Written by: Big Ross, CC2K Staff Writer
THE MADNESS IS IMMINENT. COMIC-CON IS UPON US. Whether or not you’re planning to head to Hall H this weekend, read about CC2K veteran Big Ross’s adventures in Comic-Con’s biggest room from last year.
We live in a cynical world.
– Jerry Maguire, Jerry Maguire, 1996
1. intense and eager enjoyment, interest, or approval.
We’re all mad here. I’m mad. You’re mad.
– Cheshire Cat, Alice’s Adventures in Wonderland, 1865
This year I was absolutely determined to make it into Hall H for Saturday’s slate of panels. So much so that I resolved to do something I would have previously thought completely whacko. I took the Trolley downtown on Friday, backpack loaded with supplies, and I didn’t leave. Friday afternoon I marched myself to the south end of the convention center, found the end of the Hall H line down by the bay front, and officially punched my ticket as one of the crazies, fully prepared to spend all night in line to ensure entry into Hall H bright and early Saturday morning.
That Alice quote is making a bit more sense, isn’t it? (The others will too, I promise.)
San Diego Comic Con, or SDCC, or simply The Con, has become unimaginably big in recent years. I saw on the local news that the first SDCC back in the early 70s had 300 people attend. This year over 130,000 people from all over the world invaded downtown San Diego to celebrate all things pop culture. There are literally WAY more things happening than you could possibly be a part of. You have to strategically plan each day you attend, prepared to wait in ridiculously long lines to see what you want to see, knowing that there is a chance you won’t make it in. And SDCC has grown to encompass so much more than comic books. Books, television shows, movies, video games, tabletop games, cosplay and more all fall under the SDCC umbrella these days. Some people spend all their time in the main exhibit hall finding items to add to their collection, others focus on the myriad smaller panels offering advice for aspiring comic book creators or amateur cosplayers, still others will happily wait for their chance to demo a new, upcoming video game, or get a comic signed by their favorite author, and then there are the Big 2.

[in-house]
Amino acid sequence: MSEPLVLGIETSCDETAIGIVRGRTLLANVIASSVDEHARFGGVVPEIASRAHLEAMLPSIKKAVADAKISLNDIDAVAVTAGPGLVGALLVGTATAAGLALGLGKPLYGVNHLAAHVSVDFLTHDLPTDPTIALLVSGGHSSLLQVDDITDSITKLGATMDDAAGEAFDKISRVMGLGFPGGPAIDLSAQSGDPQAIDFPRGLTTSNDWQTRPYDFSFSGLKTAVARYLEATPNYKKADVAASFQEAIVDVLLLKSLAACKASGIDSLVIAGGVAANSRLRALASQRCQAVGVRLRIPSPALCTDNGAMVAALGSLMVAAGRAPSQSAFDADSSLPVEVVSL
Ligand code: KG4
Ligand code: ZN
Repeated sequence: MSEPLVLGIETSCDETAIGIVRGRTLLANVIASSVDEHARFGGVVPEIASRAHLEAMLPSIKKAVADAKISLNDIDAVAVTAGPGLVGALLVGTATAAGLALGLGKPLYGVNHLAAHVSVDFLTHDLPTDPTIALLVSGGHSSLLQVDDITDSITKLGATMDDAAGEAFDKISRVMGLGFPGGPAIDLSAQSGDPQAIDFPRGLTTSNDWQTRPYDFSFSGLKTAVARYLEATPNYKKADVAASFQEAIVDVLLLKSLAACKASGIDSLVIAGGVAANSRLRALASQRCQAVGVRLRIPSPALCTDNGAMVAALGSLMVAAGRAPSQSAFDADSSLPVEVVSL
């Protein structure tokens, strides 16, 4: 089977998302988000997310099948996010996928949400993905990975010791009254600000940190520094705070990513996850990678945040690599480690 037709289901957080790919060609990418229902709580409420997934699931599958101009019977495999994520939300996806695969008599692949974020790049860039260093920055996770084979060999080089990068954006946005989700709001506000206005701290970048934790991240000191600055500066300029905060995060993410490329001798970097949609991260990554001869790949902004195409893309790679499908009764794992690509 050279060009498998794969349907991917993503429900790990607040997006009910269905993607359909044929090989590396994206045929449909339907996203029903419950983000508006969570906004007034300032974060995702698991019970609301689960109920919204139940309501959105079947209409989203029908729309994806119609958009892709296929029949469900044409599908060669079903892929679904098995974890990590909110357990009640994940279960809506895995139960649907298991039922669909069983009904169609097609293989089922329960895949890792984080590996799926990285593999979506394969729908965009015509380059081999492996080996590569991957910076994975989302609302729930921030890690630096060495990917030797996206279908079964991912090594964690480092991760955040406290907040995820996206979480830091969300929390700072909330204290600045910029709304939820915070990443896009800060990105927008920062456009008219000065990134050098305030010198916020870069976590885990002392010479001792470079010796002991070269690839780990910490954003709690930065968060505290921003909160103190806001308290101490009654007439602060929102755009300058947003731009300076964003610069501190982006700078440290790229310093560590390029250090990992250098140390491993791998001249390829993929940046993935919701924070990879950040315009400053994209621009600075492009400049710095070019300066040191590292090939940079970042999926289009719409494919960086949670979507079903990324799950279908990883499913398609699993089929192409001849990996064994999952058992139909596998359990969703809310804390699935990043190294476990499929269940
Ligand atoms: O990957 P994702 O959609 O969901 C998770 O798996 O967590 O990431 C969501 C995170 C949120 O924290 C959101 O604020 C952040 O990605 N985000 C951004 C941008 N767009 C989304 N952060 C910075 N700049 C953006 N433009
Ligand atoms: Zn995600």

Ballroom 20 and Hall H. The two biggest rooms in the San Diego convention center, which host the biggest (and arguably most popular) panels of the Con. I’ve made it into both in past years, and while some avoid them like zombie-infested shopping malls, I have to admit, I love them. Every year when the Con schedule is officially posted, they are the two rooms I HAVE to check. And when I saw the slate for Hall H on Saturday of this year, well just look at it. Great Odin’s Beard! LOOK AT IT!: